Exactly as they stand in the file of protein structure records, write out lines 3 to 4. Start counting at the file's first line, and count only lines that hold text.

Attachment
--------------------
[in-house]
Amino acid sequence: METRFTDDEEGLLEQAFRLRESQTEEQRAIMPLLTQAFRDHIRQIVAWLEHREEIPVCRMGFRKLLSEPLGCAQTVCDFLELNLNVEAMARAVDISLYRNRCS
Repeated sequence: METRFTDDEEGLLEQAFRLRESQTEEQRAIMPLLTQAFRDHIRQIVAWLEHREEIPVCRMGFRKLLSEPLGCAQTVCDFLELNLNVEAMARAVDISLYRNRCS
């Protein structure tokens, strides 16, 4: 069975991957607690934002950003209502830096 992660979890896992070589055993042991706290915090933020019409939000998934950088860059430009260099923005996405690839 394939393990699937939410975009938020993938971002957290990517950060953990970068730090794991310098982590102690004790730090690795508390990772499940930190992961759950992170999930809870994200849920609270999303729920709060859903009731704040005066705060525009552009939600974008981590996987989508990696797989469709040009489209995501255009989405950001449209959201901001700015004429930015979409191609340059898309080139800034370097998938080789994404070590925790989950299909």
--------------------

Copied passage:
Repeated sequence: METRFTDDEEGLLEQAFRLRESQTEEQRAIMPLLTQAFRDHIRQIVAWLEHREEIPVCRMGFRKLLSEPLGCAQTVCDFLELNLNVEAMARAVDISLYRNRCS
């Protein structure tokens, strides 16, 4: 069975991957607690934002950003209502830096 992660979890896992070589055993042991706290915090933020019409939000998934950088860059430009260099923005996405690839 394939393990699937939410975009938020993938971002957290990517950060953990970068730090794991310098982590102690004790730090690795508390990772499940930190992961759950992170999930809870994200849920609270999303729920709060859903009731704040005066705060525009552009939600974008981590996987989508990696797989469709040009489209995501255009989405950001449209959201901001700015004429930015979409191609340059898309080139800034370097998938080789994404070590925790989950299909």